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A traffic sign stands near a BP petrol station in Moscow July 24, 2012. (MAXIM SHEMETOV/REUTERS)
A traffic sign stands near a BP petrol station in Moscow July 24, 2012. (MAXIM SHEMETOV/REUTERS)

Rosneft eyes BP’s stake in TNK-BP Add to ...

Russia state oil company OAO Rosneft announced its interest in acquiring oil major BP’s 50-per-cent stake in TNK-BP, its Russian joint venture, in a move that could shake up Russia’s oil industry and increase Rosneft’s already hegemonic role.

Igor Sechin, president of Rosneft made the announcement on Tuesday. “Rosneft ... considers the potential acquisition of BP’s participation in TNK-BP to be an attractive commercial proposition” Mr Sechin said in a prepared statement. “The potential acquisition would complement its existing portfolio and create value for all stakeholders.”

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Mr. Sechin seemed to indicate that were Rosneft to acquire the stake it would open up exploration opportunities which have been closed to private companies in Russia for some time, such as lucrative fields in east Siberia.

“Rosneft believes there are considerable synergies to be gained in eastern Siberian upstream, gas development, crude and product logistics optimisation and other areas,” he said.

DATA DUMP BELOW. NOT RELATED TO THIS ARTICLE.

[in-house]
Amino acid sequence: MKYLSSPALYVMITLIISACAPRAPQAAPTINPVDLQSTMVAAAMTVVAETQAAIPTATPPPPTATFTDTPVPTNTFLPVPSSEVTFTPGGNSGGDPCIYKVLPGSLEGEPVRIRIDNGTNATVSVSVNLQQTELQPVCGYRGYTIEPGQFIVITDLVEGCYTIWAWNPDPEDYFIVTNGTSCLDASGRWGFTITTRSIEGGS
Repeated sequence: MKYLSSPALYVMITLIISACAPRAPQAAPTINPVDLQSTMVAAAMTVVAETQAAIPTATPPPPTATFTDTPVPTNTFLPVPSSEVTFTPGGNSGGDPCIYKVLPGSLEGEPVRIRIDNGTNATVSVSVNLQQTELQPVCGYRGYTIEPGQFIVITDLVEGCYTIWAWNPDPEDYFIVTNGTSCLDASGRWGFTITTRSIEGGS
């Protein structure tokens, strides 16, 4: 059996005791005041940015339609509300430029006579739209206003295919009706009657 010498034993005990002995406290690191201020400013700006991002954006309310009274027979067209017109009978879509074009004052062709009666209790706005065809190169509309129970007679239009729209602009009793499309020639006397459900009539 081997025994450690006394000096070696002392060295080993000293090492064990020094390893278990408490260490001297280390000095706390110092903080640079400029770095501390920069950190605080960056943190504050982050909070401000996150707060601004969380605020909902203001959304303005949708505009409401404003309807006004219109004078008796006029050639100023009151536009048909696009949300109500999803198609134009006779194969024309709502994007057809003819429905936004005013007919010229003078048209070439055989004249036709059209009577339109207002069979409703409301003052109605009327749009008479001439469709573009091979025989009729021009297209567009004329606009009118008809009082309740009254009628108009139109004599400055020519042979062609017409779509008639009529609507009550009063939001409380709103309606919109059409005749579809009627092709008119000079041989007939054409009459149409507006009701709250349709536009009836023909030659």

“At this time of consolidation in the global oil and gas industry, Rosneft is continually evaluating growth opportunities and future partnerships.”

Rosneft have long been understood to be interested in BP’s stake, which analysts have said is worth between $25-billion and $30-billion. The Russian state oil group was flagged as likely buyers in May after BP announced it had received approaches for its share and was pursuing a sale.

But Rosneft will be in competition with BP’s Russian partners in TNK-BP, the AAR consortium, who have also expressed interest in BP’s stake, and given an aggressive record, are unlikely to surrender without a legal battle.

Valery Nesterov, an oil and gas analyst at Troika Dialog in Moscow, said Rosneft’s announcement upped the stakes for AAR investors, forcing them to potentially shell out more money for BP’s stake or risk having to face Rosneft as a co-investor, an undesirable scenario given the two groups’ fraught history.

AAR butted heads with Mr Sechin last year after AAR successfully blocked a landmark exploration deal that BP had struck with Rosneft. Mr Sechin was clearly frustrated with AAR’s interference in the deal. “For the AAR shareholders it’s probably the worst possible outcome” to be 50-50 partners with Rosneft, Mr. Nesterov said.

BP’s move to sell comes at the end of a long series of disputes between themselves and AAR over control of the 50-50 joint venture, which accounts for 29 per cent of the UK group’s oil production.

Mikhail Fridman stepped down as chief executive of TNK-BP in May, saying the partnership with Rosneft had run its course.

If Rosneft’s proposed purchase of BP’s stake were to be done as a share swap, this could potentially leave BP in possession of a large stake in Rosneft.

Mr. Nesterov stressed, however, that Rosneft buying BP’s stake was still one of several possible scenarios. Both BP and AAR could ultimately decide to “preserve the status quo” and remain co-investors in TNK-BP, despite their differences.

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